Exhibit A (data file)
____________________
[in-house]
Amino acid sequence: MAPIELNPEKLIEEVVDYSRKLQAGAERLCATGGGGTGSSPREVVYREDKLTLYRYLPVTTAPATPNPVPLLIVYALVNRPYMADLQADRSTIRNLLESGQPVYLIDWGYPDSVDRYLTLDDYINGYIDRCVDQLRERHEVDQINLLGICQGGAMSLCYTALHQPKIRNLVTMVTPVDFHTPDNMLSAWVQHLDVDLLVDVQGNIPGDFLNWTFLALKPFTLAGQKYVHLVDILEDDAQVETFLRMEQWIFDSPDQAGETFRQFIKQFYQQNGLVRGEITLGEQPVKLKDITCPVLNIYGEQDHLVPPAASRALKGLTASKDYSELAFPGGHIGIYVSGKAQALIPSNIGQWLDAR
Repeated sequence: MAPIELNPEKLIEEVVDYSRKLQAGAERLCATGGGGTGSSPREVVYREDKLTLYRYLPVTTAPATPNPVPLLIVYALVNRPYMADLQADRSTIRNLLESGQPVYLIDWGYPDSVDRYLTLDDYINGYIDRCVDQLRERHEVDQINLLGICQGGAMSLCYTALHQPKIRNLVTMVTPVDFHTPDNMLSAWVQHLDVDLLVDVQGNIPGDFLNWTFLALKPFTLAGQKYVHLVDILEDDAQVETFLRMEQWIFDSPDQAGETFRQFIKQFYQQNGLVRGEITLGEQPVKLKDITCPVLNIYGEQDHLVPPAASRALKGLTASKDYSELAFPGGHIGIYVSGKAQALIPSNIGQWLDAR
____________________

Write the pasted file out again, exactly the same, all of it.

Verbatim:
[in-house]
Amino acid sequence: MAPIELNPEKLIEEVVDYSRKLQAGAERLCATGGGGTGSSPREVVYREDKLTLYRYLPVTTAPATPNPVPLLIVYALVNRPYMADLQADRSTIRNLLESGQPVYLIDWGYPDSVDRYLTLDDYINGYIDRCVDQLRERHEVDQINLLGICQGGAMSLCYTALHQPKIRNLVTMVTPVDFHTPDNMLSAWVQHLDVDLLVDVQGNIPGDFLNWTFLALKPFTLAGQKYVHLVDILEDDAQVETFLRMEQWIFDSPDQAGETFRQFIKQFYQQNGLVRGEITLGEQPVKLKDITCPVLNIYGEQDHLVPPAASRALKGLTASKDYSELAFPGGHIGIYVSGKAQALIPSNIGQWLDAR
Repeated sequence: MAPIELNPEKLIEEVVDYSRKLQAGAERLCATGGGGTGSSPREVVYREDKLTLYRYLPVTTAPATPNPVPLLIVYALVNRPYMADLQADRSTIRNLLESGQPVYLIDWGYPDSVDRYLTLDDYINGYIDRCVDQLRERHEVDQINLLGICQGGAMSLCYTALHQPKIRNLVTMVTPVDFHTPDNMLSAWVQHLDVDLLVDVQGNIPGDFLNWTFLALKPFTLAGQKYVHLVDILEDDAQVETFLRMEQWIFDSPDQAGETFRQFIKQFYQQNGLVRGEITLGEQPVKLKDITCPVLNIYGEQDHLVPPAASRALKGLTASKDYSELAFPGGHIGIYVSGKAQALIPSNIGQWLDAR